EXTRACT FROM THE FOLLOWING THIRD PARTY SOURCE: iOL
The Australian government has confirmed holding “preliminary discussions” on plans to move up to 80 rhinos from South Africa to create a new breeding herd on the western plains of Australia.
If the plan gets final approval from both countries, the rhinos would be shifted in batches of about 20 animals a year to bolster an existing small breeding herd of white and black rhinos at the Taronga Western Plains Zoo in Dubbo, about 400km north-west of Sydney.
Ray Dearlove, a former South African who is raising funds for the project in Australia, said all rhinos imported from this country would remain the property of the South African government and could serve as an insurance policy against extinction.
“Our projections are that by 2020 there would be a viable insurance herd of approximately 150 white rhinos in Australia – and that providing the (poaching) situation is sufficiently stable and that the authorities in SA agree, we could start repatriating up to 10 rhinos a year to SA from Australia,” he wrote in the latest newsletter of The Australian Rhino Project.
Dearlove said while the Australian government had very strong protocols to protect its environment and meat industry, it had given “in principle” support to the rhino project.
Responding to queries from The Mercury, a spokesman for the Australian Department of the Environment in Canberra confirmed that: “At this stage, preliminary discussions about the Australian Rhino Project have taken place. The government has not received a formal application to import rhinos. Any applications received will go through the normal assessment and decision-making process under national environmental law, including consideration of any biosecurity requirements.”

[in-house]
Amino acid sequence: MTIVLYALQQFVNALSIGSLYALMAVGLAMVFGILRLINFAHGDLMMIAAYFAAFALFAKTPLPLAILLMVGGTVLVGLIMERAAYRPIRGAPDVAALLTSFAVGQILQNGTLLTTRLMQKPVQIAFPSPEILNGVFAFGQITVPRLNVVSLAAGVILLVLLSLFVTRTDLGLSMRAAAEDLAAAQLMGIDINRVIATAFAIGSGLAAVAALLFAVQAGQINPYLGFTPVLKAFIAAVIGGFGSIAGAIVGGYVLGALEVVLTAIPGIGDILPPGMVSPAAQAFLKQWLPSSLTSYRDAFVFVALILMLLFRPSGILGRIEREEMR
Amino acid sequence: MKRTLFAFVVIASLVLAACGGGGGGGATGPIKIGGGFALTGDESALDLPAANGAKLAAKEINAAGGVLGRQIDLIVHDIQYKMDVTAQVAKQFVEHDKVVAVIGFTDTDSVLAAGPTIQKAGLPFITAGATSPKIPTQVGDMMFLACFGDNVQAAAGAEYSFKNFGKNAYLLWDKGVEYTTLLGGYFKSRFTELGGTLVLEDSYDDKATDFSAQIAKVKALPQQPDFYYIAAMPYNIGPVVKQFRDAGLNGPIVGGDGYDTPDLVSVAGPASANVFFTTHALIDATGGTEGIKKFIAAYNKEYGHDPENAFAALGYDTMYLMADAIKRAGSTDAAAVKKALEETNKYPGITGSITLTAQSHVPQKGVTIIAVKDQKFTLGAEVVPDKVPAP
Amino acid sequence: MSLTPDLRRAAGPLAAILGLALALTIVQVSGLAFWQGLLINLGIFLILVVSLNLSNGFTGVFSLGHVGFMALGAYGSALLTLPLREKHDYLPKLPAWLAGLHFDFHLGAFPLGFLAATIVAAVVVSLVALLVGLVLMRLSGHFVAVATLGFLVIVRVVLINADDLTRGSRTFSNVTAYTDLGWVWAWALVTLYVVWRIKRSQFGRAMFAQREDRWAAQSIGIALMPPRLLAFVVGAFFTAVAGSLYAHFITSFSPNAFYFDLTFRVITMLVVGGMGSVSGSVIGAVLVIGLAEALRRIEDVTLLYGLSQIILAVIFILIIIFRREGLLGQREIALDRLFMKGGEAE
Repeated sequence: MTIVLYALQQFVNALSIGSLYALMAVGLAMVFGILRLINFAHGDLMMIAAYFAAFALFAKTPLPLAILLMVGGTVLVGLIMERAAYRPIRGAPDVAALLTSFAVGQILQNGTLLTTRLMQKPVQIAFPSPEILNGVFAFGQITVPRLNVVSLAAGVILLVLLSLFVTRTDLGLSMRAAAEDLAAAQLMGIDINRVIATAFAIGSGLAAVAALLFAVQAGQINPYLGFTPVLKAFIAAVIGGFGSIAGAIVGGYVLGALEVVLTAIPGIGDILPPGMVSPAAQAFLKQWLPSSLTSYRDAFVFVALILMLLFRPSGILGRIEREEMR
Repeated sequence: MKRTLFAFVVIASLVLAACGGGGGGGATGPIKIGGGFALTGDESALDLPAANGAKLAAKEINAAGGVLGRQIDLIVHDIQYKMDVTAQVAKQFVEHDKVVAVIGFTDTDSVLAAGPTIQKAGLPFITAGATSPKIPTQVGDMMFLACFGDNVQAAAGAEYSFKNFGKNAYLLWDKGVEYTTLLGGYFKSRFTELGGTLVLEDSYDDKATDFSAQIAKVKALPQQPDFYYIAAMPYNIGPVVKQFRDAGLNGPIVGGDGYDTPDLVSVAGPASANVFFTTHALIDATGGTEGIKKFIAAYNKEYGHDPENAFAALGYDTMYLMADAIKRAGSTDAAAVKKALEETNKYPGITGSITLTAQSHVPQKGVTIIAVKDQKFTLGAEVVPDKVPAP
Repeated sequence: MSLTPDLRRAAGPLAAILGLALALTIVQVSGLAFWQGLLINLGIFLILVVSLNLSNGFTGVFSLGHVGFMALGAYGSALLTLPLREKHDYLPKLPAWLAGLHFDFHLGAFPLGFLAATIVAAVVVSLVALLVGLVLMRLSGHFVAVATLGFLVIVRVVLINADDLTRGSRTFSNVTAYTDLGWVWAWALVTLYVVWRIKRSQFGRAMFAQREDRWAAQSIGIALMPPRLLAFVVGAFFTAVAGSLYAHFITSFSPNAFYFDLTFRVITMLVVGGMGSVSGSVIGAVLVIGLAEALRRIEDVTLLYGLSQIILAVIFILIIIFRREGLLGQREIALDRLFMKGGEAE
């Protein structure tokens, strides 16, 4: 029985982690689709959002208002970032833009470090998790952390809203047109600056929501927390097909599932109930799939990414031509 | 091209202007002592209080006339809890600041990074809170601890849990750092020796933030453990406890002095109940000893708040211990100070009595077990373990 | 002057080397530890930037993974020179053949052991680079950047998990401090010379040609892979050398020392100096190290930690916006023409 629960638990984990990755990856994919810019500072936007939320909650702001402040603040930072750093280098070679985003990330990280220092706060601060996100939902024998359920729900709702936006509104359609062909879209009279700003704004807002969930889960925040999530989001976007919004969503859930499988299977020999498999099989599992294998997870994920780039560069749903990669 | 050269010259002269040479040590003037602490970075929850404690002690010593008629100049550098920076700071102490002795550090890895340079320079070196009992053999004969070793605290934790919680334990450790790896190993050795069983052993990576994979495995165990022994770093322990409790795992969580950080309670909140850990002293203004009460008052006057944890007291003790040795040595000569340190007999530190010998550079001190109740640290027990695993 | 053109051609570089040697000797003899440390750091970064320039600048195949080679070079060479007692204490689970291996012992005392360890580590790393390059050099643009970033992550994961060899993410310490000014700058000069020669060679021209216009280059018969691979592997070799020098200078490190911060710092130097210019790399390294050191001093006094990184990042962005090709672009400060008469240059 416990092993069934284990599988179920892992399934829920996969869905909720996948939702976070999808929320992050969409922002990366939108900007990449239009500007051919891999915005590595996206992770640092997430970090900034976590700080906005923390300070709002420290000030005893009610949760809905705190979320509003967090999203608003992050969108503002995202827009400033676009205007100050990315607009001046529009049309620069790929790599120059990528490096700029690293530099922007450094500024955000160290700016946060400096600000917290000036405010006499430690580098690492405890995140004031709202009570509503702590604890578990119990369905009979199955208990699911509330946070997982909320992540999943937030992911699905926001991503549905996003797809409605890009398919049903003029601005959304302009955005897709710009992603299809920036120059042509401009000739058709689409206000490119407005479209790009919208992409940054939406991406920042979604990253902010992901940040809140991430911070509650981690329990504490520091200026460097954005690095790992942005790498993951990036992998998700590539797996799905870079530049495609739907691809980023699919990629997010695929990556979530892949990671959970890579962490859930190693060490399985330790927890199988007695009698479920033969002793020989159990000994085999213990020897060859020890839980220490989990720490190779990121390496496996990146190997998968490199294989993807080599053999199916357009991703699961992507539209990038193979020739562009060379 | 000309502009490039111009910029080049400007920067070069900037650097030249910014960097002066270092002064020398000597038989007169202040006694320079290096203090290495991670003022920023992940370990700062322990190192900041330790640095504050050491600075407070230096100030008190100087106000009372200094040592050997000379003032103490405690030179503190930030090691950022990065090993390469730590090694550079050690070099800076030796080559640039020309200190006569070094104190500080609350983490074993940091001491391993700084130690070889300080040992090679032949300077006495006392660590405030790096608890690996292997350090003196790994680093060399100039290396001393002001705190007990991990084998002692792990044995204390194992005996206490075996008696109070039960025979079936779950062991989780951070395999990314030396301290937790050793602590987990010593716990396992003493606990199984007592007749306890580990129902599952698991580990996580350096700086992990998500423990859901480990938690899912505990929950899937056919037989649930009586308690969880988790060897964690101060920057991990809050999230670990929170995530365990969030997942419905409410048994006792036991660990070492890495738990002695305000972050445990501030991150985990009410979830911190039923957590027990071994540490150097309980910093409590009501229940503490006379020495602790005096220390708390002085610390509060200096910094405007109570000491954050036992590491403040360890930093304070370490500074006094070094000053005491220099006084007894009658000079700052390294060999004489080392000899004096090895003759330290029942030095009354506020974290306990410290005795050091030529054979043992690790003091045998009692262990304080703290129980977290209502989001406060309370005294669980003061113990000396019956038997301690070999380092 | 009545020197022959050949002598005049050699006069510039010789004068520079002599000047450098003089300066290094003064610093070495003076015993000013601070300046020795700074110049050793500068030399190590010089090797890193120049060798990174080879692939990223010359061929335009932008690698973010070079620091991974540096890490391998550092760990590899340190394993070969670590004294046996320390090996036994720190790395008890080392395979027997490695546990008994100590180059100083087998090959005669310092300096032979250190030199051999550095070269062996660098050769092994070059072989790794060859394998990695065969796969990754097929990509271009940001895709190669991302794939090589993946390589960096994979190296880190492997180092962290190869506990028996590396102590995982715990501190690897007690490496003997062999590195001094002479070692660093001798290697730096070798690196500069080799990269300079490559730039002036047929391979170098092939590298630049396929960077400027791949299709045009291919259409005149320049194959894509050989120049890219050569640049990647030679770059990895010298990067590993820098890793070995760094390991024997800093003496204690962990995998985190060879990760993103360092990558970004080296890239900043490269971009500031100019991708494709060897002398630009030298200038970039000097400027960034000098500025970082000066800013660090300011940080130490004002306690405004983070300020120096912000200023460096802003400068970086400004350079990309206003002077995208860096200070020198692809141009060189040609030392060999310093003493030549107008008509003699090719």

South Africa’s Department of Environmental Affairs confirmed earlier this year that while there had been no “formal engagement” with the Australian Rhino Project, it had also received informal inquiries about the legal requirements governing the export of live rhino.
Department spokesman Albi Modise said a project of this magnitude should include a detailed security threat analysis and habitat suitability assessment, and might also require a memorandum of understanding to be signed between the two nations.
So far, there are no indications whether rhinos would be sourced from SANParks, Ezemvelo KZN Wildlife or private rhino owners.
However, Environment Minister Edna Molewa announced six weeks ago that there were plans to move up to 500 rhinos out the Kruger National Park to other more secure reserves in South Africa and possibly to Botswana and Zambia.
More than 787 rhino have been shot dead by poachers this year – a killing rate of almost three rhinos a day.
Dearlove said the next key step was for the South Africa government to provide, in principle, approval to transfer up to 20 rhinos a year to Australia for the next four years. “I am often asked why Australia is a safer place for rhinos than Africa. The first reason is that the planned location of these animals is almost six hours drive from Sydney and therefore not easily accessible. Poaching is very, very rare in Australia and there is little, if any, pressure on the planned location from very poor communities who live close to the breadline. There is also very little corruption in Australia – and I have no doubt in my mind that Australians would not tolerate poaching of any wildlife, irrespective of what species it is.”
Earlier this year, a small founder population of black rhino was captured in South Africa and moved to a safe haven in Botswana, guarded by the Botswana National Defence Force.
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